Storyboard Portfolio Thoughts

There is a lot of mystery involved when it comes to becoming a story artist in companies like Disney, Pixar and so forth. The problem is that one can only get a sense of what you need in your portfolio once you’ve already worked at these companies. A lot of my students and artists I’ve met over the internet ask me about story boarding portfolios all the time, and I have recognized 2 major things from this:

  • There’s are a lot of talent out there for storyboarding
  • There isn’t enough training out there for those who want to become story artists

I wanted to address the above with a Back to Basics video that I think will help clear up some uncertainties surrounding portfolios. I’ve been working as a story artist for as long as I’ve been out of Disney and I’ve been fortunate enough to work in a lot of different productions for a lot of different studios. What I’ve found is that every studio is unique and require their board artists to be able to fit their particular style, but there are also some general skills that every board artist needs to know.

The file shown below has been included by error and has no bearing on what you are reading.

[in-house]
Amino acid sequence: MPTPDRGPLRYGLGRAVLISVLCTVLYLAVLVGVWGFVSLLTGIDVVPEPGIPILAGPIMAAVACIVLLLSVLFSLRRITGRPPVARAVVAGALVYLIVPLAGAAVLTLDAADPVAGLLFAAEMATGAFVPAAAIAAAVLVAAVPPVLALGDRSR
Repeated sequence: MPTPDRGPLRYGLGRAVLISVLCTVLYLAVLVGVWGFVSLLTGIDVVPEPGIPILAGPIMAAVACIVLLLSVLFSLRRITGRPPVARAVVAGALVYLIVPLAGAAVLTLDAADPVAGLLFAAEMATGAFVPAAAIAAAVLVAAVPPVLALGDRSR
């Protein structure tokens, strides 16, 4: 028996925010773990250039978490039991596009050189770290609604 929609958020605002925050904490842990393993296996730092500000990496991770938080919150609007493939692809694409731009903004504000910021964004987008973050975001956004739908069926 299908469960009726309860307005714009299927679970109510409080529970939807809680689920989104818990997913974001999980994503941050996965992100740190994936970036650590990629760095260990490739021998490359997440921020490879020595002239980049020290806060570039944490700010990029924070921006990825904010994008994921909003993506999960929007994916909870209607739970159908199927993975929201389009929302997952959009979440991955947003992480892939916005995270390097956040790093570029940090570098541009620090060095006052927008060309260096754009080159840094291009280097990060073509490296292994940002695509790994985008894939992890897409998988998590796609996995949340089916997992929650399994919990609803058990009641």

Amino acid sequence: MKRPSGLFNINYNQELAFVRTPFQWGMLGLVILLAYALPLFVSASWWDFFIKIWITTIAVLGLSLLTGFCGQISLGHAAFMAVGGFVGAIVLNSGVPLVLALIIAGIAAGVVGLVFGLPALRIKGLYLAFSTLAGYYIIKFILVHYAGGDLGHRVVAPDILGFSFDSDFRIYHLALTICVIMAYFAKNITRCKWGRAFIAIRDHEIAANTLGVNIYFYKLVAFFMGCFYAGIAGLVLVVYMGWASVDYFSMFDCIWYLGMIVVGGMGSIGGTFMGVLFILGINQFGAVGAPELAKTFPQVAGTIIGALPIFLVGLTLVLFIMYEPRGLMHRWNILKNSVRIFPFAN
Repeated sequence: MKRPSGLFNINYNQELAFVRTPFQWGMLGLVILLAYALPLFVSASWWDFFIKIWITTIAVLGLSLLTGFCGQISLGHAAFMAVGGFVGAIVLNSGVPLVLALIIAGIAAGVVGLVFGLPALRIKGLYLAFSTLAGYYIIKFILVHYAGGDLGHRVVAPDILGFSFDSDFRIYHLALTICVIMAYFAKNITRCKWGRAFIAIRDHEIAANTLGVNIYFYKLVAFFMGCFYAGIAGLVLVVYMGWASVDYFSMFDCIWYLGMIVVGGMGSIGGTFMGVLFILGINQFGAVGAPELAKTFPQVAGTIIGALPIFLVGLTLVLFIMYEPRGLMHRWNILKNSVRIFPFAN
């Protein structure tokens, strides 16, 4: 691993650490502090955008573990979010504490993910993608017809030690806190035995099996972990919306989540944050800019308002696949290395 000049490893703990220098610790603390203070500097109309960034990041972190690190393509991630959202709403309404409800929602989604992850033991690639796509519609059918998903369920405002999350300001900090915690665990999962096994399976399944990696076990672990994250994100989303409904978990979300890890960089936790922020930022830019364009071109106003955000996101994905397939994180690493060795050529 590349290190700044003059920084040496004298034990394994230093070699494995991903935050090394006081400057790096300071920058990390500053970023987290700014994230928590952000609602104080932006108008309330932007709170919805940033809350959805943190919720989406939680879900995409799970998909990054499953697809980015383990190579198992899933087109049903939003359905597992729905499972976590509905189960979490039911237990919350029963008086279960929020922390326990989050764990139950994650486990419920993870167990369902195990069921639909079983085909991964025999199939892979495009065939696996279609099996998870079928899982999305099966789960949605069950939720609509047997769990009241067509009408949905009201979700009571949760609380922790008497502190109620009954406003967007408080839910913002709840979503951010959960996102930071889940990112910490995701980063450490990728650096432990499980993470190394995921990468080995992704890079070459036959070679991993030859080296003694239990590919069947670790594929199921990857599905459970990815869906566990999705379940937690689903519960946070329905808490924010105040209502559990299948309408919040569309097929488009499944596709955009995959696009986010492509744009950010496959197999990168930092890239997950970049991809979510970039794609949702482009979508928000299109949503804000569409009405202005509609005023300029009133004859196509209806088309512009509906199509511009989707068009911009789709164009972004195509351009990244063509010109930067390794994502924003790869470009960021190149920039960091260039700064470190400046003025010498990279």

These are, in my opinion, what every good story artist needs to do:

  1. Learn the fundamentals of story writing
  2. Become a good storyteller
  3. Learn script writing
  4. Script driven shows vs board driven shows
  5. Be authentic, pull from your own experiences
  6. Overcome your fear of speaking in front of others
  7. Maybe take an acting or improve class
  8. Practice pitching your boards

In my video, I include tips on how to structure your boards, what type of samples studios will look for in your portfolio and how to approach action, comedy and comedy boards. I know that this is a lot of information to take in with one video, but I wanted to make sure you have all of the tools in your arsenal to be able to get you that dream job in whatever studio you want to work for.

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